A National City police officer, recognized Tuesday for his key role in the Christopher Dorner manhunt, looks back on the moment he helped identify the suspect in a revenge-fueled crime spree against the Los Angeles Police Department.
Officer Paul Hernandez was following up on the discovery of some Los Angeles police department property found in a dumpster on Feb. 6.
Hernandez found a bullet proof helmet, ammunition, a notepad from LAPD and a uniform with Dorner’s name on it.
Dorner’s name – which, at that point, was still unknown to law enforcement and the public, as the manhunt had not yet begun -- was also found on an officer's notebook, as well as Dorner’s serial number.
The name and serial number of Sgt. Teresa Evans was also on the notebook. Hernandez immediately called Sgt. Evans by phone to ask a few questions.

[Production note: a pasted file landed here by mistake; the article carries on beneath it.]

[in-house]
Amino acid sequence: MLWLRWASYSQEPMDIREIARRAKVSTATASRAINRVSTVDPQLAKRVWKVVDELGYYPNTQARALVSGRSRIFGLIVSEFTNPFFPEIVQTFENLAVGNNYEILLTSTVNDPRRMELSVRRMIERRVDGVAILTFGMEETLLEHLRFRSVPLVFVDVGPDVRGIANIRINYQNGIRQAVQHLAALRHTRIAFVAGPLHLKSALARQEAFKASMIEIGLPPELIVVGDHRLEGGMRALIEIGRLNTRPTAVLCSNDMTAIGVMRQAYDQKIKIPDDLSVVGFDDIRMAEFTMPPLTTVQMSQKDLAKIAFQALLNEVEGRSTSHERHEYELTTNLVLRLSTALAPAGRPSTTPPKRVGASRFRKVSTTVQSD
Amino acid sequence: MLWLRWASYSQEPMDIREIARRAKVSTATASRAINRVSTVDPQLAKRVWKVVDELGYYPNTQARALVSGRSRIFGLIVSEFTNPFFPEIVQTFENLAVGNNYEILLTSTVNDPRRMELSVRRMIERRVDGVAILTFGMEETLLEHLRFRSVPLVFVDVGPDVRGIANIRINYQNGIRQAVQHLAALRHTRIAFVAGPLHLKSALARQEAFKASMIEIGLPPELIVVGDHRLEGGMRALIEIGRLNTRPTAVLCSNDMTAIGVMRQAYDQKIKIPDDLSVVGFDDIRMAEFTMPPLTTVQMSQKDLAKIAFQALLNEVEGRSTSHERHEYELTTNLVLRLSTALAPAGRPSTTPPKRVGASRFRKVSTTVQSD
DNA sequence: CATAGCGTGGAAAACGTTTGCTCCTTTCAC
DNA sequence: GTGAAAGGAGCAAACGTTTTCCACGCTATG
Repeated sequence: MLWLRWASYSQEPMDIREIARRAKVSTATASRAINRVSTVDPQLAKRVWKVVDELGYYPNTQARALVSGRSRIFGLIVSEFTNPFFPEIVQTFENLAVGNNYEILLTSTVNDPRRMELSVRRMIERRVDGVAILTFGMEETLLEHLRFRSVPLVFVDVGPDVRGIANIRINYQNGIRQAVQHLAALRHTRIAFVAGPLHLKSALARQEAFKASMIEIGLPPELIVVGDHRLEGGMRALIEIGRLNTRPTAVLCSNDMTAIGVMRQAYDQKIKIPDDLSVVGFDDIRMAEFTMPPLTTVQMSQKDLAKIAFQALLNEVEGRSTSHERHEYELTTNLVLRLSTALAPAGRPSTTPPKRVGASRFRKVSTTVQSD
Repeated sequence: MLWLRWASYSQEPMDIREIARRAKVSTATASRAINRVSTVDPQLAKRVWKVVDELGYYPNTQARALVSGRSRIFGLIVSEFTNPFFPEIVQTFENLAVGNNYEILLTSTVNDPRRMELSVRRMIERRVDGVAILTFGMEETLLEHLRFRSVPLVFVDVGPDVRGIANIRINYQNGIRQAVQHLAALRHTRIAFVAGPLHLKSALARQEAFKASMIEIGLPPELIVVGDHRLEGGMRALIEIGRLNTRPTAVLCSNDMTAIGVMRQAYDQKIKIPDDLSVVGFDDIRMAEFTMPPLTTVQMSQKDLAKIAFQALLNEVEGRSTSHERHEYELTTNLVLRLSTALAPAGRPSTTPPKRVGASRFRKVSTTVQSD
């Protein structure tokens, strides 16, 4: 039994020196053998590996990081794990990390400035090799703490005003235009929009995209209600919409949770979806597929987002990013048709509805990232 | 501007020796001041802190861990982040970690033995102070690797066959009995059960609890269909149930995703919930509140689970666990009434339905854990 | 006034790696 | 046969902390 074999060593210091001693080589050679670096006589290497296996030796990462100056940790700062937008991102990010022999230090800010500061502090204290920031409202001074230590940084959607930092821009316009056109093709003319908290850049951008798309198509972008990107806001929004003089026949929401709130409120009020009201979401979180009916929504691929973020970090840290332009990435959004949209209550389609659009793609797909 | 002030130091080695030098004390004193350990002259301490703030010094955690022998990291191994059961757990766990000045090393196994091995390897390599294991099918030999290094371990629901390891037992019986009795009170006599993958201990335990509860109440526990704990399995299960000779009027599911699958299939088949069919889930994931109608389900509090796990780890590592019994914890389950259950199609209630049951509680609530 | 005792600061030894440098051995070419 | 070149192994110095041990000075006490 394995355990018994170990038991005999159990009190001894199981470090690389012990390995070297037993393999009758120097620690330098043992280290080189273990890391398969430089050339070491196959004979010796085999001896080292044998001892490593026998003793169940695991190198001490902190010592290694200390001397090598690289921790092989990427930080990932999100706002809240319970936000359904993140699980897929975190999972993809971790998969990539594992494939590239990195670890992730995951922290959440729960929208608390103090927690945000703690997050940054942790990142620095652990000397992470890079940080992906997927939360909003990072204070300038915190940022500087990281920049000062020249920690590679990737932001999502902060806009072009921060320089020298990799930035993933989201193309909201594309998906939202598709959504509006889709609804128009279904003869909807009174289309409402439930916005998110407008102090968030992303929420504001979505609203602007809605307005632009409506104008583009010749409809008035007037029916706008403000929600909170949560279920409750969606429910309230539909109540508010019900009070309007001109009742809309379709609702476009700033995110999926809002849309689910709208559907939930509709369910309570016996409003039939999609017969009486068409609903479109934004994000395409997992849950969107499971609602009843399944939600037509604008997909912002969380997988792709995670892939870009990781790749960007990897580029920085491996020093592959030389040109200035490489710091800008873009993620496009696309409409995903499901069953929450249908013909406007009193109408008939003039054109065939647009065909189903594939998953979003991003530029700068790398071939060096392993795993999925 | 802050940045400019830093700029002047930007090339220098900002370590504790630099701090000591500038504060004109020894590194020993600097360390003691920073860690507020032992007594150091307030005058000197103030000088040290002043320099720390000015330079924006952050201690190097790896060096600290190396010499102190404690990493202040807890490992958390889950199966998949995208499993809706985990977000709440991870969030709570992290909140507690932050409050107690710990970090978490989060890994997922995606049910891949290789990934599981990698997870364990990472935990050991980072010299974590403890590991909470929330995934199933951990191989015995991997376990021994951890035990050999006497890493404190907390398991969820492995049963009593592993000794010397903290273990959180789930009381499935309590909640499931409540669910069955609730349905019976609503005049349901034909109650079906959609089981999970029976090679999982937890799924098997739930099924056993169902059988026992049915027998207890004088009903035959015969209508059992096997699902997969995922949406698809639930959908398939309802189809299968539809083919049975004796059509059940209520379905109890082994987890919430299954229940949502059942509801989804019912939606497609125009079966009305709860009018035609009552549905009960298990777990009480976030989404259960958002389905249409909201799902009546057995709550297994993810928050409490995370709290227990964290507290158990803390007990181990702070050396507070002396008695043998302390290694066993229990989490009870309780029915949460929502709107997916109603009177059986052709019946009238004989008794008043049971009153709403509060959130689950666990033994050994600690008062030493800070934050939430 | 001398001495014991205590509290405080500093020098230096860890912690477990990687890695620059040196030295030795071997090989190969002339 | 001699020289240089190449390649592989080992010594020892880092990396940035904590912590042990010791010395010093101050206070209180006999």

After their conversation, Evans pointed Irvine police in Dorner’s direction as a possible suspect in a double homicide.
Several LAPD families went into hiding and were under 24/7 police protection while Dorner remained at large.
Several days later the fugitive ex-LAPD officer died in a shootout with police at a cabin in Big Bear.
As he was being honored Tuesday by National City leaders for his persistence and follow through, Hernandez was quick to point out that he believes anyone in the NCPD would’ve done the same thing.
“It was just me, my area, my time, my day and I was there,” he told NBC 7. “Just taking that extra step that needs to be taken in any investigation.”
But even Officer Hernandez admits the step he took was vital in dismantling Dorner’s crime spree.
"It does show that little thing, possibly threw his whole plan of events was off because he got identified,” Hernandez said. “When I look at it now, I am very grateful that I was in that position to make that call and link up that case."
Hernandez was honored as the Employee of the Quarter by National City and also received an award from Crime Stoppers for Outstanding Work in the Fight Against Crime.